The number of “director’s cut” films we’ve seen over the years suggests to me that when a film is made, its ideal form is defined by more than that one person. Sometimes we even see fans editing films to bring them closer to some sort of elusive essence that the director may have missed.

I wish I could come to a conclusion as to how we know that a Blizzard game is a “Blizzard Game”, and a Maxis game is a “Will Wright Game.” It seems like the distinction has to be made in retrospect and on a case-by-case basis. I do know that both of those examples probably have one person who have the final say on them. What's the difference? Maybe it's because when we retrospectively evaluate oeuvres, we see that Will Wright was making good games before Maxis was designing games all by his lonesome long before he started working for Maxis

Perhaps it’s easier to attribute a game to one person because we remember a time when a person actually could produce a game all by themselves if they wanted (and to a certain extent this is true now). In a hundred years, when games are n times more complicated and labor intensive, and nobody remembers the days of design teams of one auteurship really will have died. Or maybe it will just have been adapted through https://www.gamasutra.com/features/20040520/moledina_01.shtml ">marketing and the rockstar mentality that some developers seem to advocate.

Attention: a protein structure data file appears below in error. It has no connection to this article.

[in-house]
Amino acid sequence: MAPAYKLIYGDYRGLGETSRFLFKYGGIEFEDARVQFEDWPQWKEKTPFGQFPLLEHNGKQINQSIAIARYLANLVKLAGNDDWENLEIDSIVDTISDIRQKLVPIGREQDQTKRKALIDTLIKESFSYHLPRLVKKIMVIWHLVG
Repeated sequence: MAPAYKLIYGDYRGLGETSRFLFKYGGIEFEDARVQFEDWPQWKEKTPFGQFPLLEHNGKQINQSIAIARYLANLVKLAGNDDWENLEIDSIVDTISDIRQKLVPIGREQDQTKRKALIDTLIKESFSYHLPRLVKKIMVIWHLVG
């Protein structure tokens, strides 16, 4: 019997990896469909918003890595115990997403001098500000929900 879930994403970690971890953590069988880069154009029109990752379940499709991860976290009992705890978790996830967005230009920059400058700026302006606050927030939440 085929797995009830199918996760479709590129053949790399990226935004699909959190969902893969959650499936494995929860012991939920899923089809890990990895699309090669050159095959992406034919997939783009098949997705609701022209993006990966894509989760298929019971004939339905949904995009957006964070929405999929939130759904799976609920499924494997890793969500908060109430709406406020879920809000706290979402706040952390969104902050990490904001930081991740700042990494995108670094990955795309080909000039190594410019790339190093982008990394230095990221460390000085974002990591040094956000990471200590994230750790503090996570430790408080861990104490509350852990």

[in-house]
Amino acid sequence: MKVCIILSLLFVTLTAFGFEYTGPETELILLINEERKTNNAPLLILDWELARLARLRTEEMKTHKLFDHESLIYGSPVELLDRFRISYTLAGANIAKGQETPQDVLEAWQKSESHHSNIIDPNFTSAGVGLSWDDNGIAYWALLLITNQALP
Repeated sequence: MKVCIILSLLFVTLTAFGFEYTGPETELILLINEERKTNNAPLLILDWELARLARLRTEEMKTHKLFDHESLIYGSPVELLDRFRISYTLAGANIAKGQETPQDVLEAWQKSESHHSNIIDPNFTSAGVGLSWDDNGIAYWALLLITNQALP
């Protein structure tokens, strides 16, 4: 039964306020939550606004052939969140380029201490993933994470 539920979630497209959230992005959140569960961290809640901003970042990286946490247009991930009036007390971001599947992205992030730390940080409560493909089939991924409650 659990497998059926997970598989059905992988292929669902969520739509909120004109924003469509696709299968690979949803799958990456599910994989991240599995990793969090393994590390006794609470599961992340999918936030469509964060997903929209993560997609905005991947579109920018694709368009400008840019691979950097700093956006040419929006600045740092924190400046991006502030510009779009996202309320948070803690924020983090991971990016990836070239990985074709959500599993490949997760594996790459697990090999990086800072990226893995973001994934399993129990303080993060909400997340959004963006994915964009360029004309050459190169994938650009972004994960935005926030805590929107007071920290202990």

26.

My experiences of MMO development have been far more like trying to sail a ship in a hurricane than any considered, deliberate creation of art.

The wind is blasting in from every direction at once, waves are crashing over the deck and knocking everyone off their feet and overboard. Sails are being ripped to ribbons. Everyone is blinded by spray and deafened by the noise. The "Auteur" is at the helm trying to keep a steady course while the wheel is being wrestled from their grasp. The crew are trying to hear his commands over the roar and act on them while shouting out warnings and advice in return.

This terrifying situation seems to last forever and at various points the crew lose confidence in the Auteur and replace him, or they give up trying to hear his shouted commands and just do whatever they can to keep the ship afloat. If they're lucky the ship eventually makes some kind of landfall and the crew gratefully throw themselves on to dry land utterly exhausted and not caring much whether it was where they originally planned to go or not.

After all that, the real Auteur, driven by a passion for what he does, is the one who subjects himself to the horrific ordeal again, determined to learn from his experience and make landfall closer to his intended destination next time.

Who is the author of a game?

Honestly, in the case of MMOs at the moment technology hurdles, limited resources and changing markets author the games as much as any human being.

27.